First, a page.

Swiss women beat Sweden 4-3 for Olympic bronze

SOCHI, Russia — The losing didn’t bother the Swiss women’s hockey team, even as it was slogging through the round-robin without a victory and finishing last in its group.

Sure, the 9-0 loss to the United States hurt. But a 5-0 victory by Canada was the closest Switzerland had ever come to the three-time defending Olympic champions, and a playoff victory over Russia put the Swiss in the semifinals. When they lost just 3-1 to Canada in the semifinals, they felt like they were ready to claim their first women’s hockey medal in the country’s Olympic history.

They were.

“We didn’t care about the color of a medal,” said Florence Schelling, who stopped 28 shots to help Switzerland beat Sweden 4-3 in the bronze medal game on Thursday. “A medal is a medal.”

Jessica Lutz broke a third-period tie with 6:17 to play as Switzerland rallied from a two-goal deficit with four straight third-period goals to earn just its second victory of the Sochi Games. Sara Benz and Phoebe Stanz scored to help Switzerland tie the game, and Aline Muller scored a 175-foot empty-netter with 67 seconds left that turned out to be the difference.

“Everybody believed in those two goals, and then we even scored four,” Stanz said. “When the first goal went in, that’s like when the knot unties. That’s how it was for our team. The second goal going in, that just showed us that it only takes one more goal to win this game.”

Because of the tournament format, Switzerland was lumped in a round-robin group with the three top-ranked teams in the world — including the United States and Canada, who were scheduled to play for the gold medal later Thursday. But it also meant the Swiss were guaranteed a spot in the playoffs without winning a game, and they needed just one victory to reach the medal round.

So, when they lost as expected to the U.S., Canada and Finland, they never lost their confidence.

“We knew it would be like that, and we were really prepared for that,” forward Katrin Nabholz said.

And the experience helped when they fell behind 2-0 on Thursday.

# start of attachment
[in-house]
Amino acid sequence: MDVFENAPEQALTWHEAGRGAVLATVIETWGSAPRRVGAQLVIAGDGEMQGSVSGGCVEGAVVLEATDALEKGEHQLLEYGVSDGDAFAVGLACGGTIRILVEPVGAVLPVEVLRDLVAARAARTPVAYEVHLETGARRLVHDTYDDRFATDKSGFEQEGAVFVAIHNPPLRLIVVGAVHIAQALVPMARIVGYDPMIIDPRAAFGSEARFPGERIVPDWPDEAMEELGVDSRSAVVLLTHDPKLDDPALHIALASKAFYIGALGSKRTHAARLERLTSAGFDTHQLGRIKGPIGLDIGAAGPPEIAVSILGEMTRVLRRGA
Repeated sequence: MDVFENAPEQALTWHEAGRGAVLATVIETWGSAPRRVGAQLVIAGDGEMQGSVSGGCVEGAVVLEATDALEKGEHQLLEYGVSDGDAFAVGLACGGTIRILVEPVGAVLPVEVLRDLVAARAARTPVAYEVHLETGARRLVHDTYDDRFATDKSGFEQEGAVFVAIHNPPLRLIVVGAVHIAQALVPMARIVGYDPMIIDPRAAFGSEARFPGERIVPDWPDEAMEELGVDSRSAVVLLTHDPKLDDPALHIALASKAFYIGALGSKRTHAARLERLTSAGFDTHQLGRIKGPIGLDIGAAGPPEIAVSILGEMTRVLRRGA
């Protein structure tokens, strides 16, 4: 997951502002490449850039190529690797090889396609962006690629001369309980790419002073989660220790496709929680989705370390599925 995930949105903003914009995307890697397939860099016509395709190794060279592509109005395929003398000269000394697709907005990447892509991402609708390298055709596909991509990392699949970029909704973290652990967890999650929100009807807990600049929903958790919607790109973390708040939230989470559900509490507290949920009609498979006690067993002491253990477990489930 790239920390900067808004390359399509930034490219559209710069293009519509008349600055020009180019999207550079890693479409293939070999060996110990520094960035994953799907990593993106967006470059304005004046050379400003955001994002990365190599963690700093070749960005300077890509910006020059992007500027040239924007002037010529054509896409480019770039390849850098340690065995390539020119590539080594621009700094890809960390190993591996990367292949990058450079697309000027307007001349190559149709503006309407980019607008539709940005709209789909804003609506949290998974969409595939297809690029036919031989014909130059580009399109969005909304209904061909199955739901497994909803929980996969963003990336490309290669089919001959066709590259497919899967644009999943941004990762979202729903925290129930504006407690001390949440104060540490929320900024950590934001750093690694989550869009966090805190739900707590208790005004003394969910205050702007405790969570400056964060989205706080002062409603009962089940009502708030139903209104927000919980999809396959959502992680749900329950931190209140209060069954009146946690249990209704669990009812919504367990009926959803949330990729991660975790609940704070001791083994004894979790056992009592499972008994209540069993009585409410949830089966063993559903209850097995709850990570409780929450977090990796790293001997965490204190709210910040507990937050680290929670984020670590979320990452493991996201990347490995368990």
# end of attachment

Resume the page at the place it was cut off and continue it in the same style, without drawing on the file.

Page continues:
“When it was 2-0, we knew we had nothing to lose,” Nabholz said. “Then, we are at our best.”

Valentina Wallner stopped 22 shots for Sweden. Michelle Lowenheilm scored in the first period, and Erica Uden Johansson made it 2-0 with 62 seconds left in the second period on a long, fluttering goal that Schelling, who played at Northeastern University in Boston, allowed to tip off the webbing of her glove.

The Swiss cut the deficit to 2-1 early in the third when a deflected puck skittered over to Benz in the slot, and she slapped it past Wallner. With 13:47 left in regulation, Stanz scored on a rebound.

The game was still tied 2-2 when Lara Stalder kept the puck in the zone and skated in before shuffling it over to the middle for Lutz, who flipped it past Wallner for the go-ahead goal. Muller’s empty-netter seemed to clinch it but, with the goalie still pulled, Pernilla Winberg cut it to 4-3 with 44 seconds left.

Sweden spent the last 30 seconds trying to clear the puck out of its own zone, though, and when the last seconds ticked off the clock the Swiss poured over the boards and threw their equipment into the air in celebration. Because of the dominance of the North Americans, who have won every gold medal and all but one silver in Olympic history, the rest of the world is essentially playing for third place.

And Switzerland won.

“The bronze medal is our goal. The medal games were our goal,” Benz said. “Of course we wanted to win every game, but maybe next Olympics.”

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